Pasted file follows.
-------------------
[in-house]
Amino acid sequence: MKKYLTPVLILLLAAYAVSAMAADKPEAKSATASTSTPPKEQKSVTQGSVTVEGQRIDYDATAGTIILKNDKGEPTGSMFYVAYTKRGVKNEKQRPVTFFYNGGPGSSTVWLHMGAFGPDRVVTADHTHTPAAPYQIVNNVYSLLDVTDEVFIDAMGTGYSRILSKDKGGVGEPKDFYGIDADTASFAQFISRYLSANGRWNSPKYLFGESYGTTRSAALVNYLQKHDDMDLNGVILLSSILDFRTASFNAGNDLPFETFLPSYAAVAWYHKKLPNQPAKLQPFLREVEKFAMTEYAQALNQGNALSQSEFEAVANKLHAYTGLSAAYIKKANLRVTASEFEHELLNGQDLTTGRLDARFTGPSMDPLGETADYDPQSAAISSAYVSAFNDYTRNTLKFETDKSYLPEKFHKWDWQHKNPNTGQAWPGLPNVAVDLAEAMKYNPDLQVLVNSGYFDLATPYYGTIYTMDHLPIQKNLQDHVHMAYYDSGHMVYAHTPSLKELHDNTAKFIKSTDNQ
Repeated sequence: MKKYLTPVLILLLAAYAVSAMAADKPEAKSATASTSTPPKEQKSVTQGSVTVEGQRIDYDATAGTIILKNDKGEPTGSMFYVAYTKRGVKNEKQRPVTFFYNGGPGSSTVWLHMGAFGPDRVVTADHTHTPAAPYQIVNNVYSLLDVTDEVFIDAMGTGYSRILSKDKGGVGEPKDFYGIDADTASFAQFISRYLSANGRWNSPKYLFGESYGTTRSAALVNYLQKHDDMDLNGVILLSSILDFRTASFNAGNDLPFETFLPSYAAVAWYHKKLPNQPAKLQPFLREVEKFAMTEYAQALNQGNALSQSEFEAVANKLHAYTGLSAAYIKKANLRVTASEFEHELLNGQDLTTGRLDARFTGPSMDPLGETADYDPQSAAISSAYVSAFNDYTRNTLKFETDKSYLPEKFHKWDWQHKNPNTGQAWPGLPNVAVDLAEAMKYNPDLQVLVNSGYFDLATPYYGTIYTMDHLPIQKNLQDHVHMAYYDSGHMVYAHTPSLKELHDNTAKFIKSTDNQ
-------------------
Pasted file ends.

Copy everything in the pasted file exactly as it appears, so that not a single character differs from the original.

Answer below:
[in-house]
Amino acid sequence: MKKYLTPVLILLLAAYAVSAMAADKPEAKSATASTSTPPKEQKSVTQGSVTVEGQRIDYDATAGTIILKNDKGEPTGSMFYVAYTKRGVKNEKQRPVTFFYNGGPGSSTVWLHMGAFGPDRVVTADHTHTPAAPYQIVNNVYSLLDVTDEVFIDAMGTGYSRILSKDKGGVGEPKDFYGIDADTASFAQFISRYLSANGRWNSPKYLFGESYGTTRSAALVNYLQKHDDMDLNGVILLSSILDFRTASFNAGNDLPFETFLPSYAAVAWYHKKLPNQPAKLQPFLREVEKFAMTEYAQALNQGNALSQSEFEAVANKLHAYTGLSAAYIKKANLRVTASEFEHELLNGQDLTTGRLDARFTGPSMDPLGETADYDPQSAAISSAYVSAFNDYTRNTLKFETDKSYLPEKFHKWDWQHKNPNTGQAWPGLPNVAVDLAEAMKYNPDLQVLVNSGYFDLATPYYGTIYTMDHLPIQKNLQDHVHMAYYDSGHMVYAHTPSLKELHDNTAKFIKSTDNQ
Repeated sequence: MKKYLTPVLILLLAAYAVSAMAADKPEAKSATASTSTPPKEQKSVTQGSVTVEGQRIDYDATAGTIILKNDKGEPTGSMFYVAYTKRGVKNEKQRPVTFFYNGGPGSSTVWLHMGAFGPDRVVTADHTHTPAAPYQIVNNVYSLLDVTDEVFIDAMGTGYSRILSKDKGGVGEPKDFYGIDADTASFAQFISRYLSANGRWNSPKYLFGESYGTTRSAALVNYLQKHDDMDLNGVILLSSILDFRTASFNAGNDLPFETFLPSYAAVAWYHKKLPNQPAKLQPFLREVEKFAMTEYAQALNQGNALSQSEFEAVANKLHAYTGLSAAYIKKANLRVTASEFEHELLNGQDLTTGRLDARFTGPSMDPLGETADYDPQSAAISSAYVSAFNDYTRNTLKFETDKSYLPEKFHKWDWQHKNPNTGQAWPGLPNVAVDLAEAMKYNPDLQVLVNSGYFDLATPYYGTIYTMDHLPIQKNLQDHVHMAYYDSGHMVYAHTPSLKELHDNTAKFIKSTDNQ